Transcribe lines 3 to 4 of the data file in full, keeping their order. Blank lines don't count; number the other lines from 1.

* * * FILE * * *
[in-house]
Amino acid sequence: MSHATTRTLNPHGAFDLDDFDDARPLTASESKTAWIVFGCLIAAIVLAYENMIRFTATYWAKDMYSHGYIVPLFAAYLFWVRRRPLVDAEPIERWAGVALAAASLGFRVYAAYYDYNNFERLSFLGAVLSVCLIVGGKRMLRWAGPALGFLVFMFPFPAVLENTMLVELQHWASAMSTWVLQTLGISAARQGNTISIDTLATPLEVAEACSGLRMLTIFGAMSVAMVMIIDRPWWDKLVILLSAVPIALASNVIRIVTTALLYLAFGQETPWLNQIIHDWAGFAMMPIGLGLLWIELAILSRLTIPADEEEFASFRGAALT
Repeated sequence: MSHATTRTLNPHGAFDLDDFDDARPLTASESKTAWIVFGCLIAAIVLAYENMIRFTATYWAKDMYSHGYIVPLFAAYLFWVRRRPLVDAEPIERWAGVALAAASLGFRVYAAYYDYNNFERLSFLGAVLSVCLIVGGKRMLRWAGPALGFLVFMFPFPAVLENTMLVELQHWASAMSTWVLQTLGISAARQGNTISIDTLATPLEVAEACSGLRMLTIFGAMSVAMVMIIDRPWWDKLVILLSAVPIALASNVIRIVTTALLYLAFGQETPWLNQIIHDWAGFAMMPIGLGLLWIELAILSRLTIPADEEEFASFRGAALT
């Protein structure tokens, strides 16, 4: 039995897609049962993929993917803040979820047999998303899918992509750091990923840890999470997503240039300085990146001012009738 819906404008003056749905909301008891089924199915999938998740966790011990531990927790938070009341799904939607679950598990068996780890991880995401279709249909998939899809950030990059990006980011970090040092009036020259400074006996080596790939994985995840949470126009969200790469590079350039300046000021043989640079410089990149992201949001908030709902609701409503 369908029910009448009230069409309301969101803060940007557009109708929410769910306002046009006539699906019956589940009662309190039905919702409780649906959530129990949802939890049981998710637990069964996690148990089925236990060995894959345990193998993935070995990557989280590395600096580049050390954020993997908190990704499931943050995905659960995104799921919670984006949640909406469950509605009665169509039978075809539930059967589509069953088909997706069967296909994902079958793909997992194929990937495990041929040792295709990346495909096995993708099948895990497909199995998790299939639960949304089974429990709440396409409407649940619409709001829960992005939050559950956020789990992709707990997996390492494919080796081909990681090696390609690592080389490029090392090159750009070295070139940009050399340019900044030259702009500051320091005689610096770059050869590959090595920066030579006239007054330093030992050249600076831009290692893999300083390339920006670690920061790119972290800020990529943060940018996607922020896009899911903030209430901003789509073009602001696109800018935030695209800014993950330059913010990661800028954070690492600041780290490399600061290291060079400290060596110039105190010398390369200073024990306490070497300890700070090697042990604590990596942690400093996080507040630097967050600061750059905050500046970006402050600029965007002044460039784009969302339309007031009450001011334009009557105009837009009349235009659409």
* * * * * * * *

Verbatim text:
Repeated sequence: MSHATTRTLNPHGAFDLDDFDDARPLTASESKTAWIVFGCLIAAIVLAYENMIRFTATYWAKDMYSHGYIVPLFAAYLFWVRRRPLVDAEPIERWAGVALAAASLGFRVYAAYYDYNNFERLSFLGAVLSVCLIVGGKRMLRWAGPALGFLVFMFPFPAVLENTMLVELQHWASAMSTWVLQTLGISAARQGNTISIDTLATPLEVAEACSGLRMLTIFGAMSVAMVMIIDRPWWDKLVILLSAVPIALASNVIRIVTTALLYLAFGQETPWLNQIIHDWAGFAMMPIGLGLLWIELAILSRLTIPADEEEFASFRGAALT
């Protein structure tokens, strides 16, 4: 039995897609049962993929993917803040979820047999998303899918992509750091990923840890999470997503240039300085990146001012009738 819906404008003056749905909301008891089924199915999938998740966790011990531990927790938070009341799904939607679950598990068996780890991880995401279709249909998939899809950030990059990006980011970090040092009036020259400074006996080596790939994985995840949470126009969200790469590079350039300046000021043989640079410089990149992201949001908030709902609701409503 369908029910009448009230069409309301969101803060940007557009109708929410769910306002046009006539699906019956589940009662309190039905919702409780649906959530129990949802939890049981998710637990069964996690148990089925236990060995894959345990193998993935070995990557989280590395600096580049050390954020993997908190990704499931943050995905659960995104799921919670984006949640909406469950509605009665169509039978075809539930059967589509069953088909997706069967296909994902079958793909997992194929990937495990041929040792295709990346495909096995993708099948895990497909199995998790299939639960949304089974429990709440396409409407649940619409709001829960992005939050559950956020789990992709707990997996390492494919080796081909990681090696390609690592080389490029090392090159750009070295070139940009050399340019900044030259702009500051320091005689610096770059050869590959090595920066030579006239007054330093030992050249600076831009290692893999300083390339920006670690920061790119972290800020990529943060940018996607922020896009899911903030209430901003789509073009602001696109800018935030695209800014993950330059913010990661800028954070690492600041780290490399600061290291060079400290060596110039105190010398390369200073024990306490070497300890700070090697042990604590990596942690400093996080507040630097967050600061750059905050500046970006402050600029965007002044460039784009969302339309007031009450001011334009009557105009837009009349235009659409």